Direct Line Axes Dividend - the Morningstar View

Cold snap in December spurs big rise in claims, forcing Direct Line to cancel its final dividend

James Gard 12 January, 2023 | 9:46AM
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car in the snow

Shares in car and home insurer Direct Line fell over 25% on Wednesday after the company scrapped its final dividend in response to a sharp rise in claims during the cold weather snap. The decision surprised investors, who reacted by selling out of other listed insurers like Aviva and Admiral. It also raised the prospect of unrelated companies making changes to their dividend policies after a decent post-pandemic run for income payers. Earnings season, which is just cranking up, could turn up more surprises for investors.

Morningstar’s insurance analyst Henry Heathfield gave his reaction below. Direct Line shares remain undervalued after a 22% fall so far this year, and 40% fall since Janaury 2022.

Direct Line Short on Capital Generation. No Final Dividend.

Direct Line encounters inflation, weather, and commercial property valuation elements that mean it cannot pay its full-year dividend.

On January 11, 2023, Direct Line provided a trading update that outlined the business is experiencing higher claims inflation, weather-related events, as well as commercial property devaluations that will lead to lower levels of capital generation and in order to shore up the balance sheet the board have decided not to pay a final dividend. The company's targeted capital coverage is 140%-80% and management now expects this to come in at the low end of that range.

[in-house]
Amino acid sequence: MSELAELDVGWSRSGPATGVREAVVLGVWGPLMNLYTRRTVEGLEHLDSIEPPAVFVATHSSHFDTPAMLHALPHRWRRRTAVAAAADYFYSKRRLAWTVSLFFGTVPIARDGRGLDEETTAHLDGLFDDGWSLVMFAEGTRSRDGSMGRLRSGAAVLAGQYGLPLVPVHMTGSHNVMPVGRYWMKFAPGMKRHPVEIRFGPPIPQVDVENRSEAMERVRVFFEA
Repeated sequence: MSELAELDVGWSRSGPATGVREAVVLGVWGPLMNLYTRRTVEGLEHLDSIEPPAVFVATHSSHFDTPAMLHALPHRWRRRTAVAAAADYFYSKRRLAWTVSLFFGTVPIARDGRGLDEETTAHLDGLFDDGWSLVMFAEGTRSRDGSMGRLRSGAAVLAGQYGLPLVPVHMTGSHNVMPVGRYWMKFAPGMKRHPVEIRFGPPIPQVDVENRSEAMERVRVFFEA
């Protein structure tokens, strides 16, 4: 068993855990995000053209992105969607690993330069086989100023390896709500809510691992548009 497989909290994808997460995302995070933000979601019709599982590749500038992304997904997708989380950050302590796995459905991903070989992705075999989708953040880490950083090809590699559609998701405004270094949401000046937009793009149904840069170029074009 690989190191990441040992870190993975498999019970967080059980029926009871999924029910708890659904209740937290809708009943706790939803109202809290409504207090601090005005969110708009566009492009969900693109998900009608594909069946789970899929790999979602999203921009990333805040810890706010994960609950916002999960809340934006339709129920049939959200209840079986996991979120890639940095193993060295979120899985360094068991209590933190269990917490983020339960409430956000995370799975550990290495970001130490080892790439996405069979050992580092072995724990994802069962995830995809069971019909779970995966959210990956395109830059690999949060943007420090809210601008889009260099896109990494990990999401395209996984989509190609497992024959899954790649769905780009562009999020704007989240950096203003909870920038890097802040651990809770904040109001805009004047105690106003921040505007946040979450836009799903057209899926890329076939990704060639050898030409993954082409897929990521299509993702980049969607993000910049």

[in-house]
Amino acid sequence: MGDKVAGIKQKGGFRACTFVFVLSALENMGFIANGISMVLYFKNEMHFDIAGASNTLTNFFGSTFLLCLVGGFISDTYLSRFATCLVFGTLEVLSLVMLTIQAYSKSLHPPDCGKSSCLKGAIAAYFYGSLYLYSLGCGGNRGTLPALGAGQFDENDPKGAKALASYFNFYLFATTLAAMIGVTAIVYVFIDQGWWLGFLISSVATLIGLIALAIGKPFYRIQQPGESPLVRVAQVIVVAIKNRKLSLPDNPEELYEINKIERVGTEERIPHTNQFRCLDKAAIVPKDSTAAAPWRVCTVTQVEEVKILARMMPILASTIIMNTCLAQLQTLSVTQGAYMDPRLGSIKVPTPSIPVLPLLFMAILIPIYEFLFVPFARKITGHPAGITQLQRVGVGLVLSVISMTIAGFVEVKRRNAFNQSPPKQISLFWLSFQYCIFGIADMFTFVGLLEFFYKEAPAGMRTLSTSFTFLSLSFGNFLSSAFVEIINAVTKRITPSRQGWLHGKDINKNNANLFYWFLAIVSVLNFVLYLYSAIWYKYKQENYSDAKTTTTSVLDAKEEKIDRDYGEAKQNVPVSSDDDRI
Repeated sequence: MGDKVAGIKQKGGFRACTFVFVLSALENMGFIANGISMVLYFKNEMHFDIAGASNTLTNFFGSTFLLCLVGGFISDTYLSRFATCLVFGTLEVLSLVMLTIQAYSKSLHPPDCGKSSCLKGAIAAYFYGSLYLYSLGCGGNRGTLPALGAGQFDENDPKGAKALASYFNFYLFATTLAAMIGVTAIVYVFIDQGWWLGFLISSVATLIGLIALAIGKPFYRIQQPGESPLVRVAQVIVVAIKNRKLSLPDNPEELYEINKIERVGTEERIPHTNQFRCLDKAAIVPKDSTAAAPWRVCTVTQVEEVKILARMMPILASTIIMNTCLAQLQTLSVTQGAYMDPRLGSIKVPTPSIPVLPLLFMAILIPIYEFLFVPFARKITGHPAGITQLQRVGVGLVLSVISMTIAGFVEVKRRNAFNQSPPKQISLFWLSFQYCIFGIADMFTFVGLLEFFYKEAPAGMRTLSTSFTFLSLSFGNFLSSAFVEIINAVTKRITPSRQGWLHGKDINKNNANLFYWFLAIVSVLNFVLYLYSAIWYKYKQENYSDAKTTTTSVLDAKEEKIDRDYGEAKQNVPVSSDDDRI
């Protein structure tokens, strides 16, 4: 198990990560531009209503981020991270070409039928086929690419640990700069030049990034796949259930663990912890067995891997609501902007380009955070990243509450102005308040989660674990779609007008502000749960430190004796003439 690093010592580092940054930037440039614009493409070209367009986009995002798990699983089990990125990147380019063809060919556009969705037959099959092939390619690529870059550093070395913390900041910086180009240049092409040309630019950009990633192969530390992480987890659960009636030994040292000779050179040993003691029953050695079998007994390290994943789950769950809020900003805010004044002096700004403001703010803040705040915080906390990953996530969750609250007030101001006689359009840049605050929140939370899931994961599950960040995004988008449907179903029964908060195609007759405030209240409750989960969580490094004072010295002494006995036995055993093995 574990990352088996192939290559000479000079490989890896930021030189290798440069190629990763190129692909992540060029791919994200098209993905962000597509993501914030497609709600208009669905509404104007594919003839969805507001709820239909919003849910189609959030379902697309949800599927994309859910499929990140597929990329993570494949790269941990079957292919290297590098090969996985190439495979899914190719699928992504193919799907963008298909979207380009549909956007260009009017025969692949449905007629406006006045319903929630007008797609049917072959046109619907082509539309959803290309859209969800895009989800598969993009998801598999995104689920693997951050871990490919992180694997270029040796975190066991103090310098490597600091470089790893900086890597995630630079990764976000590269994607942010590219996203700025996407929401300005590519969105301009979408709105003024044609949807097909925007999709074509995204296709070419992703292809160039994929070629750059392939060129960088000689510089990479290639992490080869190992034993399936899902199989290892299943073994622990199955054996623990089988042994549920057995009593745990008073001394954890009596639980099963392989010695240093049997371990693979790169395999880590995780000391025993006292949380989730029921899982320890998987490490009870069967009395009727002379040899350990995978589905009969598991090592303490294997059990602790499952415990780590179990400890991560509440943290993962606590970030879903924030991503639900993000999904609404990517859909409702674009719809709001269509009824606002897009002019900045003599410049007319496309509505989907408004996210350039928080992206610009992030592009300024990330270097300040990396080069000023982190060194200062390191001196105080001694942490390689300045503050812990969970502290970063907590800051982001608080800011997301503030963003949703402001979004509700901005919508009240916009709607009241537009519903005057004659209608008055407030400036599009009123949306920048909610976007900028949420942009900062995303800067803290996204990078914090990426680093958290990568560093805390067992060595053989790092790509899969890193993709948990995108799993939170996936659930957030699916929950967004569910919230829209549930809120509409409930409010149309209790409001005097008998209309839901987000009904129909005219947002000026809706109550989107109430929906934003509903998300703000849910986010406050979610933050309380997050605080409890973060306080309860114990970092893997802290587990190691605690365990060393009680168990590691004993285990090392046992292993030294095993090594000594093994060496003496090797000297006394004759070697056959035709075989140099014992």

The severe cold weather in the United Kingdom in December that resulted in burst water pipes and necessitated repair of water tanks has cost the company an estimated £90 million in claims across both its commercial and home insurance divisions. Added to the cold weather in January 2022 and claims as a result of subsidence, weather-related claims are likely to come in at £140 million compared with the £73 million that management had anticipated.

While top-line trading conditions within the motor insurance division have improved as the company reported stable own-brand policies, third-party damage claims have risen in the fourth quarter while own-managed damage claims are in line with management's expectations. The persistent motor insurance claims inflation is leading to guidance of a 6-percentage point deterioration in the motor loss ratio. The company has also reported a 15% reduction in the valuation of its commercial property portfolio, equal to £45 million, though occupancy rates remain around 95%. Management anticipates group operating expenses of around £700 million and a 102%-103% full year group level combined ratio.

As a result of these revisions, we expect to reduce our fair value estimate by less than 10% and we maintain shares are undervalued. We maintain our no-moat rating.


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James Gard

James Gard  is senior editor for


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